Are you left-handed? If you are, here’s some good news for you: according to science, you are exceptional!
The intricacies behind left-handedness remain somewhat mysterious to scientists, as explained by Ronald Yeo, PhD, professor of psychology at the University of Texas-Austin. Yeo clarifies that while genes contribute to around 25% of left-handed cases, the hereditary aspect of this phenomenon is not as pronounced as that of other traits such as height or intelligence.
An interesting observation is that even identical twins, who possess the same genetic makeup, can exhibit different dominant hands.
If you look back on history, you will find that left-handedness was viewed as a weakness that needed to be worked on. Back in the day, left-handed students were forced to write with their right hands to “correct” this “problem.”
Two decades ago, there were even studies suggesting that left-handed people die earlier and were more prone to accidents.
To be honest, though, this isn’t the lefties’ fault; it’s just difficult to live in a world built for right-handed folks. Take, for example, doors, can openers, and scissors – these everyday items are made for the right hand.
But don’t fret! Turns out, there are some serious perks to being a leftie. Read on for some delightful facts about left-handedness.
Although there isn’t a definitive answer to why left-handed people exist, there’s a theory saying that it could be inherited from the mother’s side of the family.
Another speculation is that if testosterone levels in the womb are higher, there is a greater chance that the baby will be left-handed. Other research has found that twins are twice as likely to have dominant left hands.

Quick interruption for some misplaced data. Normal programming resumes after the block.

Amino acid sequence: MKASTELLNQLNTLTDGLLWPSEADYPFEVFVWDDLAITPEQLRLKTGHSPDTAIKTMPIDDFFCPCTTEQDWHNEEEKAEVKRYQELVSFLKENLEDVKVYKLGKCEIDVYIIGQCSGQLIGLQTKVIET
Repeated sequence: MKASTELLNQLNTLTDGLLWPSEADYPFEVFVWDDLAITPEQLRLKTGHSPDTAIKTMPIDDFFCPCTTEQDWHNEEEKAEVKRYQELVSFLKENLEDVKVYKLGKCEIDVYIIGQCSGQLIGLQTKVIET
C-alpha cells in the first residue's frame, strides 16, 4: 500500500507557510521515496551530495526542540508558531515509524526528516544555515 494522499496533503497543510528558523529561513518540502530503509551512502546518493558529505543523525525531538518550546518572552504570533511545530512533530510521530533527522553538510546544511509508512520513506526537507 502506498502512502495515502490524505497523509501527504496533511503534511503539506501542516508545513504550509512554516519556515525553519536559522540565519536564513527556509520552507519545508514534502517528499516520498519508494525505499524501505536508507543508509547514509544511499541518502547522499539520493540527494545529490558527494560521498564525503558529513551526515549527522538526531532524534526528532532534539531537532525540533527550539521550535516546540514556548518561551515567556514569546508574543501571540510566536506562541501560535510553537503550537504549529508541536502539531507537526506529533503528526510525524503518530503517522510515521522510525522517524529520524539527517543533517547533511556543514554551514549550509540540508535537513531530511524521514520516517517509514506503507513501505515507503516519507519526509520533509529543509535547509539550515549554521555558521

More interestingly, doctors can tell if a baby is going to be left-handed through an ultrasound. Since 90% of babies move their right arm or suck on their right thumb in the womb, it’s pretty easy to identify who will become lefties.
Lefties are also more likely to be skilled in sports. In fact, about 25% of MLB players have dominant left hands.
Besides baseball, left-handed people also have an advantage in interactive sports like tennis, badminton, and boxing. Left-handed athletes move differently, and their right-handed opponents tend to be thrown off by these because they’re unsure how to react.
Left-handers are also believed to be excellent problem solvers. Scientists say that lefties are better at coming up with out-of-the-box solutions to a problem. Because of this ability, they are also most likely to pursue careers related to art, science, and technology.
Famous left-handers who have made names for themselves in those fields include Marie Curie, Bob Dylan, Pablo Picasso, Ludwig Van Beethoven, Paul McCartney, Bill Gates, Nicole Kidman, Julia Roberts, and Angelina Jolie. It’s an impressive lineup indeed!
Although this one is quite inconclusive, lefties are said to be better thinkers. However, knowing that Albert Einstein, former President Barack Obama, Bill Gates, and Neil Armstrong are all left-handed makes us think this theory might be accurate.
Also, left-handers make up 20% of MENSA, the world’s oldest and largest society of people with high IQs.
Research also suggests that left-handed men are likely to earn more because of their ability to process information quickly. According to a study by the National Bureau of Economic Research, the earning power of highly-educated left-handed men was 15% higher than that of their right-handed peers.
Lastly, there’s a also consensus among handedness experts that left-handed individuals hold a distinct advantage (pun intended) when it comes to one-on-one sports like tennis, boxing, and pitching a baseball. In his book “The Puzzle of Left-Handedness,” linguist Rik Smits offers insights into how athletes, regardless of their handedness, often train against opponents who are right-handed.
This training dynamic places lefties in a favorable position to adapt when confronted with a right-handed opponent. However, the scenario is less advantageous for right-handed athletes, who find themselves at a twofold disadvantage.
They’re compelled to engage in an asymmetrical contest for which they’re inadequately prepared, pitted against an adversary who excels in managing this very type of asymmetry, as articulated by Smits.
Do you know any left-handed people, or are you left-handed yourself? Let us know your thoughts about the points described above, and don’t forget to share this article with your family and friends!
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